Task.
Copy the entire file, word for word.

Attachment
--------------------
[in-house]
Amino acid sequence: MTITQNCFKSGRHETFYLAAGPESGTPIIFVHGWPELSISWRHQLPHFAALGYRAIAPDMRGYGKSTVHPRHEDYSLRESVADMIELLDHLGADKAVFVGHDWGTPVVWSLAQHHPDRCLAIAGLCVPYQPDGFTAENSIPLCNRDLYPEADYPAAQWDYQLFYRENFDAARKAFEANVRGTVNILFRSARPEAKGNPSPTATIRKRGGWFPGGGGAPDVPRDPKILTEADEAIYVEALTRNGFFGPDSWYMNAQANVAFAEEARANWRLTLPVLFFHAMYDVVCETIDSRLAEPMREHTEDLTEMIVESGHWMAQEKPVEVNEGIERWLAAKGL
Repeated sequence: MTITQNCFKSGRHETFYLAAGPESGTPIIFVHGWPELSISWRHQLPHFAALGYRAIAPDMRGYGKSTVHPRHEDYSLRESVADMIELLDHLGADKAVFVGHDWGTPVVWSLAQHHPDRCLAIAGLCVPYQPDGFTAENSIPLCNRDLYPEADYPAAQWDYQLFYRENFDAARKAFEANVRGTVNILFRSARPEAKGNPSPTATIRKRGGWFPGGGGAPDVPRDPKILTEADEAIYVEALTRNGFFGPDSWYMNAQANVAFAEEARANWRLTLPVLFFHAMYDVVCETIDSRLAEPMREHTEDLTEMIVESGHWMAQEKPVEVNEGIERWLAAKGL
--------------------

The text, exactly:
[in-house]
Amino acid sequence: MTITQNCFKSGRHETFYLAAGPESGTPIIFVHGWPELSISWRHQLPHFAALGYRAIAPDMRGYGKSTVHPRHEDYSLRESVADMIELLDHLGADKAVFVGHDWGTPVVWSLAQHHPDRCLAIAGLCVPYQPDGFTAENSIPLCNRDLYPEADYPAAQWDYQLFYRENFDAARKAFEANVRGTVNILFRSARPEAKGNPSPTATIRKRGGWFPGGGGAPDVPRDPKILTEADEAIYVEALTRNGFFGPDSWYMNAQANVAFAEEARANWRLTLPVLFFHAMYDVVCETIDSRLAEPMREHTEDLTEMIVESGHWMAQEKPVEVNEGIERWLAAKGL
Repeated sequence: MTITQNCFKSGRHETFYLAAGPESGTPIIFVHGWPELSISWRHQLPHFAALGYRAIAPDMRGYGKSTVHPRHEDYSLRESVADMIELLDHLGADKAVFVGHDWGTPVVWSLAQHHPDRCLAIAGLCVPYQPDGFTAENSIPLCNRDLYPEADYPAAQWDYQLFYRENFDAARKAFEANVRGTVNILFRSARPEAKGNPSPTATIRKRGGWFPGGGGAPDVPRDPKILTEADEAIYVEALTRNGFFGPDSWYMNAQANVAFAEEARANWRLTLPVLFFHAMYDVVCETIDSRLAEPMREHTEDLTEMIVESGHWMAQEKPVEVNEGIERWLAAKGL